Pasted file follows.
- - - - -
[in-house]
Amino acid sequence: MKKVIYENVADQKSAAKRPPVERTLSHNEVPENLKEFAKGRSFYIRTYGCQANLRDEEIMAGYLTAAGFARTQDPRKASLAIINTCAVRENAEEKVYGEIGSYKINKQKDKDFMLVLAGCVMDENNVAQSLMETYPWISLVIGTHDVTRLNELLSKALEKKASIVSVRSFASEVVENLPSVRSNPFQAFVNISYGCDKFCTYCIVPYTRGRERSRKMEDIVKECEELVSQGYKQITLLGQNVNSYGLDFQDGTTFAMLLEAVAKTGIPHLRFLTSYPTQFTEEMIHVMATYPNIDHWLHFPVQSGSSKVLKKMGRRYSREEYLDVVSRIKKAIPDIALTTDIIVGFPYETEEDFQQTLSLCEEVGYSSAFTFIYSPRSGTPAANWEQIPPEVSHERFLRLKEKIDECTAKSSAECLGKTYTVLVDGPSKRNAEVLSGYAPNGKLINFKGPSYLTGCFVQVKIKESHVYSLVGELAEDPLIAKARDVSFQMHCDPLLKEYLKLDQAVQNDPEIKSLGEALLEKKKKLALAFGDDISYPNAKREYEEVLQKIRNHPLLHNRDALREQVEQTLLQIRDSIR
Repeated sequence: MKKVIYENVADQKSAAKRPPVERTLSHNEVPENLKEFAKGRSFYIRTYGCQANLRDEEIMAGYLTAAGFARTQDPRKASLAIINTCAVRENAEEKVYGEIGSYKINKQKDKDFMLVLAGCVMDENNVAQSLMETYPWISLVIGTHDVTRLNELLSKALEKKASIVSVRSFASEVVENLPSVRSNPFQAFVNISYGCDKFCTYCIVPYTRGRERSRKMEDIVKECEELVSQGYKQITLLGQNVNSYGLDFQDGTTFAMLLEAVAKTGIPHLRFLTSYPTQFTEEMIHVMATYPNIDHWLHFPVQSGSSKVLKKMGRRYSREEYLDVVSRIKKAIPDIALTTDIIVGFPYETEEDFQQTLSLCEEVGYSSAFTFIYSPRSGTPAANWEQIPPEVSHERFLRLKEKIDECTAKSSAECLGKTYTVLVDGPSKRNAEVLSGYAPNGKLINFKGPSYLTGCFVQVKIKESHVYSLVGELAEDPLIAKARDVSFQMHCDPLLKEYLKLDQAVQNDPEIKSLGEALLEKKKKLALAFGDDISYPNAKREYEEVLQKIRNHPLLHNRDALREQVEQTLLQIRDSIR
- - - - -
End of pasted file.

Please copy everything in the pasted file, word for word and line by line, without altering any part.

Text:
[in-house]
Amino acid sequence: MKKVIYENVADQKSAAKRPPVERTLSHNEVPENLKEFAKGRSFYIRTYGCQANLRDEEIMAGYLTAAGFARTQDPRKASLAIINTCAVRENAEEKVYGEIGSYKINKQKDKDFMLVLAGCVMDENNVAQSLMETYPWISLVIGTHDVTRLNELLSKALEKKASIVSVRSFASEVVENLPSVRSNPFQAFVNISYGCDKFCTYCIVPYTRGRERSRKMEDIVKECEELVSQGYKQITLLGQNVNSYGLDFQDGTTFAMLLEAVAKTGIPHLRFLTSYPTQFTEEMIHVMATYPNIDHWLHFPVQSGSSKVLKKMGRRYSREEYLDVVSRIKKAIPDIALTTDIIVGFPYETEEDFQQTLSLCEEVGYSSAFTFIYSPRSGTPAANWEQIPPEVSHERFLRLKEKIDECTAKSSAECLGKTYTVLVDGPSKRNAEVLSGYAPNGKLINFKGPSYLTGCFVQVKIKESHVYSLVGELAEDPLIAKARDVSFQMHCDPLLKEYLKLDQAVQNDPEIKSLGEALLEKKKKLALAFGDDISYPNAKREYEEVLQKIRNHPLLHNRDALREQVEQTLLQIRDSIR
Repeated sequence: MKKVIYENVADQKSAAKRPPVERTLSHNEVPENLKEFAKGRSFYIRTYGCQANLRDEEIMAGYLTAAGFARTQDPRKASLAIINTCAVRENAEEKVYGEIGSYKINKQKDKDFMLVLAGCVMDENNVAQSLMETYPWISLVIGTHDVTRLNELLSKALEKKASIVSVRSFASEVVENLPSVRSNPFQAFVNISYGCDKFCTYCIVPYTRGRERSRKMEDIVKECEELVSQGYKQITLLGQNVNSYGLDFQDGTTFAMLLEAVAKTGIPHLRFLTSYPTQFTEEMIHVMATYPNIDHWLHFPVQSGSSKVLKKMGRRYSREEYLDVVSRIKKAIPDIALTTDIIVGFPYETEEDFQQTLSLCEEVGYSSAFTFIYSPRSGTPAANWEQIPPEVSHERFLRLKEKIDECTAKSSAECLGKTYTVLVDGPSKRNAEVLSGYAPNGKLINFKGPSYLTGCFVQVKIKESHVYSLVGELAEDPLIAKARDVSFQMHCDPLLKEYLKLDQAVQNDPEIKSLGEALLEKKKKLALAFGDDISYPNAKREYEEVLQKIRNHPLLHNRDALREQVEQTLLQIRDSIR